This article highlights the abundance of talent, cost-competitiveness, solid infrastructure, and strong public and private support that makes the Philippines the ideal outsourcing destination.
The big business process outsourcing (BPO) story in 2011 revolved around the Philippines overtaking India in the voice or contact center industry. Today, the country remains as the top service provider in the industry due to with highly talented Filipinos.
The Philippines has a population of around100 million citizens, the majority of which are young and able to contribute to the growing workforce. In 2014, more than one million Filipinos worked in the BPO industry, which consists of only 1% of the total population. This is projected to increase exponentially in 2016, where 1.3 to 1.5 million jobs are expected to be generated, contributing to 17% of the annual growth.
While the Philippines is recognized as the contact center capital of the world, it has started building its strong base of human resources supporting various back office work including but not limited to finance and accounting, human resources, information technology, healthcare management, engineering, and supply chain network.
The Philippines is recognized as a preferred outsourcing destination for the following reasons:
1. Value added service combined with cost-efficiency.
2. Impeccable levels of customer service.
3. A deep pool of talent that can easily be trained.
All of this coupled with a supportive political and business climate, these factors create the perfect environment for the country to continue its domination as the BPO leader, especially in the contact center industry.
The Philippines’ competitiveness as an outsourcing hub is also reflected in its rankings in different IT-BPO and global in-house center (GIC) functions. Metro Manila is among the established outsourcing cities in the contact center, finance and accounting, legal services, and human resources services industry.
The country has a prestigious client base, among them shared service centers/captives of Fortune 1000 companies such as JP Morgan Chase, HSBC, Procter & Gamble, Nestle, Johnson & Johnson, Microsoft, Shell, Google, Telstra, Lufthansa, and Hewlett- Packard to name a few. Philippine BPO firms serve a wide range of key industries such as banking and financial services, manufacturing, distribution, retail, healthcare, telecommunications, travel, energy, and media.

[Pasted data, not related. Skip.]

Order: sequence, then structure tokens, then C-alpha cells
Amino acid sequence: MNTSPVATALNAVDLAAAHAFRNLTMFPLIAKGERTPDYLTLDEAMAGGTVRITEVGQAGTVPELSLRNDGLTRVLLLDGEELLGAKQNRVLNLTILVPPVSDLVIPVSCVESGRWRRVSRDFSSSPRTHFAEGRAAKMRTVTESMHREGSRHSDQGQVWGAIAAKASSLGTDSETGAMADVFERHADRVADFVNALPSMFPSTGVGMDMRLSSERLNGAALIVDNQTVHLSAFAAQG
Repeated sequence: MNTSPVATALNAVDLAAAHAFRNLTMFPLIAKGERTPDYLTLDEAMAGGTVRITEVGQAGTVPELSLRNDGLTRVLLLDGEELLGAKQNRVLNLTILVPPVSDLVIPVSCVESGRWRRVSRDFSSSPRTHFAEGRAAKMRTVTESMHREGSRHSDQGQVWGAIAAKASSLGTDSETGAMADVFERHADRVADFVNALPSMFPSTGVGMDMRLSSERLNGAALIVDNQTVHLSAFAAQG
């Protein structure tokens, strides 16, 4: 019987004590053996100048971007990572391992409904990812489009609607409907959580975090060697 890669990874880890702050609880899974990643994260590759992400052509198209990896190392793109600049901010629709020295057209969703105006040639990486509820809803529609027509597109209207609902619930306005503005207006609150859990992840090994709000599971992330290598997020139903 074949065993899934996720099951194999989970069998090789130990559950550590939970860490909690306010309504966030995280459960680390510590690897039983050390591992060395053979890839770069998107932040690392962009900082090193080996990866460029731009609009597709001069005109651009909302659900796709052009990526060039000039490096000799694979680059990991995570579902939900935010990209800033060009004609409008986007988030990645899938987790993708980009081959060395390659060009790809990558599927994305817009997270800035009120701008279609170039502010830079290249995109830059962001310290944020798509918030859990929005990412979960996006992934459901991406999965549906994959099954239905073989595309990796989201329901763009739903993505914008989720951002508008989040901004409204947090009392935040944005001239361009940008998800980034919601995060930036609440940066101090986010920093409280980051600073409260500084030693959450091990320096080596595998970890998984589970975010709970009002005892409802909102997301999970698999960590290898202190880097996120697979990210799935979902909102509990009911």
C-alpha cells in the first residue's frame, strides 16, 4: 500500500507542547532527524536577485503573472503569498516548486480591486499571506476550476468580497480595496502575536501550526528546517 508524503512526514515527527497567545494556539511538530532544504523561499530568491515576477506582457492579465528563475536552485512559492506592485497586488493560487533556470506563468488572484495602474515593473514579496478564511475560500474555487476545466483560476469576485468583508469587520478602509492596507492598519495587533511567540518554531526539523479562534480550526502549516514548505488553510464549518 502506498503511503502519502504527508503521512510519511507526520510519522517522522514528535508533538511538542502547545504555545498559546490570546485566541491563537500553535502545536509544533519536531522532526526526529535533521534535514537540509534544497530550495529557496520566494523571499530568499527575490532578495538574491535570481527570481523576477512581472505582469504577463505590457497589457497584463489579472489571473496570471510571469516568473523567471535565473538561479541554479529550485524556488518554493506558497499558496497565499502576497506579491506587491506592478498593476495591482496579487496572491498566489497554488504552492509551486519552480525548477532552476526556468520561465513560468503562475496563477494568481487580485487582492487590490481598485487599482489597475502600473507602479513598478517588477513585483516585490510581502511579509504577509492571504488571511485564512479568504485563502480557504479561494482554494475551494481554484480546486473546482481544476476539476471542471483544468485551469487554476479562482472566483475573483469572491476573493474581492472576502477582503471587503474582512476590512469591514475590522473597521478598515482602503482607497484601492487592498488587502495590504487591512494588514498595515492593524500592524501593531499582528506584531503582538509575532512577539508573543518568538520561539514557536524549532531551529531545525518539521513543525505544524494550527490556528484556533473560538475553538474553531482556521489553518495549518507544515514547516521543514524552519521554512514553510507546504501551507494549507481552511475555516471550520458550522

The Philippine IT-BPO industry revenues are expected to reach US$25 billion in 2016 more than doubling its output in only five years, from US$11 billion in 2011. It is also expected to be the biggest contributor to the Philippine economy by 2017, rising consistently from its position as the second largest contributor in 2015.
The voice/ contact center subsector of the industry has always been the biggest contributor to its success, consistently providing employment to almost 70% of workers in the industry. Notable is healthcare outsourcing showing the fastest growth rate at 30%, now contributing US$3 billion from being a contributor to the non-voice sector’s US$1.8 in 2010. Even with the huge growth in the industry, the US maintains the largest percentage of clients at almost 70%, down from 74% in 2010. This shows that other countries have also started staking their claim in the Philippines, contributing to the 12-fold growth in less than two decades.
The Philippine IT-BPO and GIC industry are performing so well that it is a notable driver of economic growth in the country today. In 2015, outsourcing services accounted for 7% of the country’s GDP (up from only 2.7% in 2006) and resulted in over 1 million direct and 3 million indirect jobs (up from 240,000 direct and 600,000 indirect jobs in 2006). Both government and private support for the IT-BPO and GIC industry are evident whereas strengthened public-private partnership can further boost the growth of the industry.
The outlook for the industry is extremely positive. The baseline estimate is that the industry will have a compounded annual growth rate of 15% until 2016, reaching total revenues of US$20 billion and 1.3 million full-time employees. But theThe strengthened public-private partnership can significantly boost growth, with an optimistic projection of US$48 billion in revenues and more than 2 million employees by 2020.
The success of the IT-BPO and GIC industry is founded on four key points:
- Suitable and Abundant Talent
- Cost Competitiveness
- Excellent Infrastructure
- Government Support and Public-Private Partnerships
The Philippines produces 500,000 college graduates annually. Since English is the main medium of instruction from high school onwards, young Filipino graduates are able to converse effectively with Filipinos and foreigners alike. At the minimum, most contact centers require a college degree, English proficiency, and computer literacy; thus, many graduates easily qualify for employment in BPO firms. Moreover, accounting students are exposed to both local and global standards (e.g., Generally Accepted Accounting Principles, or GAAP, and International Financial Reporting Standards, or IFRS), making it easier for them to be trained and retained to perform finance and accounting related jobs.
The country also has an available pool of over 5 million high school graduates each year. Universities and schools encourage skills development by partnering with BPO companies to develop courses that target future call center and BPO employees.